The strength of our study is that the optimization and pooling of supernatants substantially limited the number of PBMCs needed for cytokine quantification and the technicians time and labor costs for assays. Using response surface methodology, incubation times could be predetermined, thereby eliminating the need to test every single time and MOI combination (12.6×106 cells used compared to 4.2×107 cells for each subject). In addition to the optimal levels, optimal ranges were discovered that permitted cytokine pooling, which allowed several cytokines to be assayed from the same supernatant, reducing the number of PBMCs used (4.6×107 cells used compared to 1.8×108 cells for each subject)(Ryan et al., 2009; Ray et al., 2006).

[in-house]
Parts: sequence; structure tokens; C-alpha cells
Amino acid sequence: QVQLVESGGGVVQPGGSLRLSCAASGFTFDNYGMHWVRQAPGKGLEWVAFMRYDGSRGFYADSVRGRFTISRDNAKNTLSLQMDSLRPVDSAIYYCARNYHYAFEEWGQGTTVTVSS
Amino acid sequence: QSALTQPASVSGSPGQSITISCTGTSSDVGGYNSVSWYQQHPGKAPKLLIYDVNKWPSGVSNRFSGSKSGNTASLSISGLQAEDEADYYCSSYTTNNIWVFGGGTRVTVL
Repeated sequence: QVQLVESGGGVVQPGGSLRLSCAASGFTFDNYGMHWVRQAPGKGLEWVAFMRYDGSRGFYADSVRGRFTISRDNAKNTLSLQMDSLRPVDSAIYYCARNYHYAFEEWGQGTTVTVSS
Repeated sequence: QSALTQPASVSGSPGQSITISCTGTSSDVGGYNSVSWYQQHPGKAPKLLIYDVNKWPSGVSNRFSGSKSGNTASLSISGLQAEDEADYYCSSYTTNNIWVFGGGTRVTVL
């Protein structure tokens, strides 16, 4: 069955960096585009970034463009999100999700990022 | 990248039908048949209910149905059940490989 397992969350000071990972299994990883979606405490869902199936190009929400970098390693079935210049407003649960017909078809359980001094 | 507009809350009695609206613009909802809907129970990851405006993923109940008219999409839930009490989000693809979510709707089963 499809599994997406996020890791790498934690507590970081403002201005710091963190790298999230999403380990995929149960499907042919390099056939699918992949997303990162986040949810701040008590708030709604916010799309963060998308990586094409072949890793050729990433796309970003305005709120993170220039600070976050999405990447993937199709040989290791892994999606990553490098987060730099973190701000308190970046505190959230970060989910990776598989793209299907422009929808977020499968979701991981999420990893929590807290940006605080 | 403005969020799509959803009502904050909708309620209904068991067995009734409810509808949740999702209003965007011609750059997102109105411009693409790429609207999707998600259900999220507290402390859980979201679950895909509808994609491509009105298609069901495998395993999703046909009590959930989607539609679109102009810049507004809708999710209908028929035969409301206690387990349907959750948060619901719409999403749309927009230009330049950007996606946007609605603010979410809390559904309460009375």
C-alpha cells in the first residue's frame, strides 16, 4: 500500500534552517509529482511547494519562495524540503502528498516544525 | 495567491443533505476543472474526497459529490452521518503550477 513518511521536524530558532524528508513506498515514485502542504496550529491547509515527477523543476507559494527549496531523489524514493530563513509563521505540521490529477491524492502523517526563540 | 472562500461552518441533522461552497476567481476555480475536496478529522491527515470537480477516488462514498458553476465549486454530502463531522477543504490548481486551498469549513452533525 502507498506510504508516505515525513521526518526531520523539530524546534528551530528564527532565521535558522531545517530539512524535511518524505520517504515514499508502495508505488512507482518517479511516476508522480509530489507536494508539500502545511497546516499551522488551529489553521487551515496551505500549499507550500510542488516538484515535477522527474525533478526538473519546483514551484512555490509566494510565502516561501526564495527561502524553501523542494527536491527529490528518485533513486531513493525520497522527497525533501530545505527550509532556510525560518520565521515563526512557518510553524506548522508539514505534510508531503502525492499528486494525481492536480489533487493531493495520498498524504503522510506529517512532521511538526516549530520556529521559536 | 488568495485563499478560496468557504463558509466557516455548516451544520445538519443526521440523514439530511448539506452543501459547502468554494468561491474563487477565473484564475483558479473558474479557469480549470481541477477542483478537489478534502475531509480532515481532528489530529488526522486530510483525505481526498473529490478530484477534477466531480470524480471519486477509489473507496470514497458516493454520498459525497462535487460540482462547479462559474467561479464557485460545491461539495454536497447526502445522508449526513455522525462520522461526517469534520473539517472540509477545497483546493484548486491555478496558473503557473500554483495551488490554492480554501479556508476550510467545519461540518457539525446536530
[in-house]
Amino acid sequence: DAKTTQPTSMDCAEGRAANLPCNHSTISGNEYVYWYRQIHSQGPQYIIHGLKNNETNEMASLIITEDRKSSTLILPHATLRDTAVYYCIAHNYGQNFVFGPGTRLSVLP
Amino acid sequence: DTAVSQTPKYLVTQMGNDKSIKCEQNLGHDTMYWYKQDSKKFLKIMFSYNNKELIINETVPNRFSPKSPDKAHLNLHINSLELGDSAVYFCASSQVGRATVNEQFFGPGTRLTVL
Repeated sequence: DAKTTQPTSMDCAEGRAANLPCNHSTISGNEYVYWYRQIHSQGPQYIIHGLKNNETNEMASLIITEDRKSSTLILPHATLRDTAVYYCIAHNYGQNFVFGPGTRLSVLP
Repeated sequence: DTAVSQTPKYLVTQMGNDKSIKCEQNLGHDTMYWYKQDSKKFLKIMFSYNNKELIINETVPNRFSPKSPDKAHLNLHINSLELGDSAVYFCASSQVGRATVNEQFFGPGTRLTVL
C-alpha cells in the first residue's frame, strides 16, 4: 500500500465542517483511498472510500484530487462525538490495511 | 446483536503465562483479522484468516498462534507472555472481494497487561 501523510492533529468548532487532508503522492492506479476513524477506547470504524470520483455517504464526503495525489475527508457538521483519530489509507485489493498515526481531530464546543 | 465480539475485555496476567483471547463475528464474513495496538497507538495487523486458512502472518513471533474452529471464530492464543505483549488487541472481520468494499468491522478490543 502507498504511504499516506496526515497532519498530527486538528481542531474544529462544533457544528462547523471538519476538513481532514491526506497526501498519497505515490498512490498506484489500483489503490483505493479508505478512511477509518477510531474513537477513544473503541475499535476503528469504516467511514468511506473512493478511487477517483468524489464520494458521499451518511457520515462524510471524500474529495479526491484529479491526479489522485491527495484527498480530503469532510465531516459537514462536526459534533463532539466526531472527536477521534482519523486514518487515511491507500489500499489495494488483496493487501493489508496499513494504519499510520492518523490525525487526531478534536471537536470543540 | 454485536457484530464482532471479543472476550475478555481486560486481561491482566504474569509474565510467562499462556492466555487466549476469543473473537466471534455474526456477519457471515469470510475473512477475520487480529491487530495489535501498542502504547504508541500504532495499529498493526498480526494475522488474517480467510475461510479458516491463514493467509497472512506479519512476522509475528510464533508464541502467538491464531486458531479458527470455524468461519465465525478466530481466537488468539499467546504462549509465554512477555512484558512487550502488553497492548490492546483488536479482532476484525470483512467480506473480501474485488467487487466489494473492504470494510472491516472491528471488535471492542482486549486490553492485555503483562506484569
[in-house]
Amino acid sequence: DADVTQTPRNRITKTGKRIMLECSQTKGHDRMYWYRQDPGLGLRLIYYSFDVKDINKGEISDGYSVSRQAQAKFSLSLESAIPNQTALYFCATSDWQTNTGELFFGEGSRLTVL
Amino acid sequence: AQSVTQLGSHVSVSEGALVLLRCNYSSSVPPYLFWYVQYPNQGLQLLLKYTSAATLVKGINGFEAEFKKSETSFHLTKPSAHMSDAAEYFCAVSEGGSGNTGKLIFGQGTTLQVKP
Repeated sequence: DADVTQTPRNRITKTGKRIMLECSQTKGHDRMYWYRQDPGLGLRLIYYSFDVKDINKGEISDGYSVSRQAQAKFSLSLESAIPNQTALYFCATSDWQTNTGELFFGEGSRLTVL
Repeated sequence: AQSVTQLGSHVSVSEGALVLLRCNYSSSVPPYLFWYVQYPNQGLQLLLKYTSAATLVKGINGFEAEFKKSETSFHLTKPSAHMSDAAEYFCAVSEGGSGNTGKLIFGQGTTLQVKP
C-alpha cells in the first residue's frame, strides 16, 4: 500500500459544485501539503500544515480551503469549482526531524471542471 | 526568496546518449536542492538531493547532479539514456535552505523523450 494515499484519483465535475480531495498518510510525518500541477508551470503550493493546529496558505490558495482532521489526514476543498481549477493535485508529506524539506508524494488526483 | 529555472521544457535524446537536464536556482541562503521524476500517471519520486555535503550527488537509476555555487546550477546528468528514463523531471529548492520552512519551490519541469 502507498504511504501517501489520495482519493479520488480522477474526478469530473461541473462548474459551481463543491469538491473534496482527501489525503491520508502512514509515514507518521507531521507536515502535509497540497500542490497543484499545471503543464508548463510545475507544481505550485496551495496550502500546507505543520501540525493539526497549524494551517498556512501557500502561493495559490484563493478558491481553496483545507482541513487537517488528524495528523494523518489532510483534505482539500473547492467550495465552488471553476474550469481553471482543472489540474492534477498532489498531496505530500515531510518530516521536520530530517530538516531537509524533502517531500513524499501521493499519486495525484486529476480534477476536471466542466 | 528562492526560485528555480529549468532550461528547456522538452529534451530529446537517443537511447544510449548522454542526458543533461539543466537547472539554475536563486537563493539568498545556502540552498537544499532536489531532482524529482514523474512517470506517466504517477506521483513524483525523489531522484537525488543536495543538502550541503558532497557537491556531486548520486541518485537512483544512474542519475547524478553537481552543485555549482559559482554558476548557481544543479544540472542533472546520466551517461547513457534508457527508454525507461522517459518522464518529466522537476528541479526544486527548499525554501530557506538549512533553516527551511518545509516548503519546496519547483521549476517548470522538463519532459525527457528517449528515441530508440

A limitation of the study design was that the optimal conditions for measles virus-stimulated cytokine responses that were originally determined using the same response surface methodology matrix (as previously used for vaccinia virus) did not always reflect measles virus-specific stimulation. While using this same matrix for vaccinia virus, each measles virus-specific cytokine had an optimal MOI of 5.0 and many had optimal incubation times of up to eight days (IL-6, IFN-α, IFN-λ1). It is likely that cytokine release in cell cultures with prolonged incubation periods reflect cell death and not virus stimulation. Excluding an MOI of 5.0 and incubation times longer than five days gave more relevant (antigen stimulated) virus-specific cytokine response.
In summary, using response surface methodology, we optimized MOI and incubation conditions for determing the optimal conditions for measles-specific cytokine secretion in subjects’ PBMCs after measles vaccination. This approach allowed for a reduction in assay variability and number of PBMCs needed, as well as labor costs. Our results indicate the applicability of this methodology to optimize secreted cytokine responses for each specific viral antigen in large population-based studies.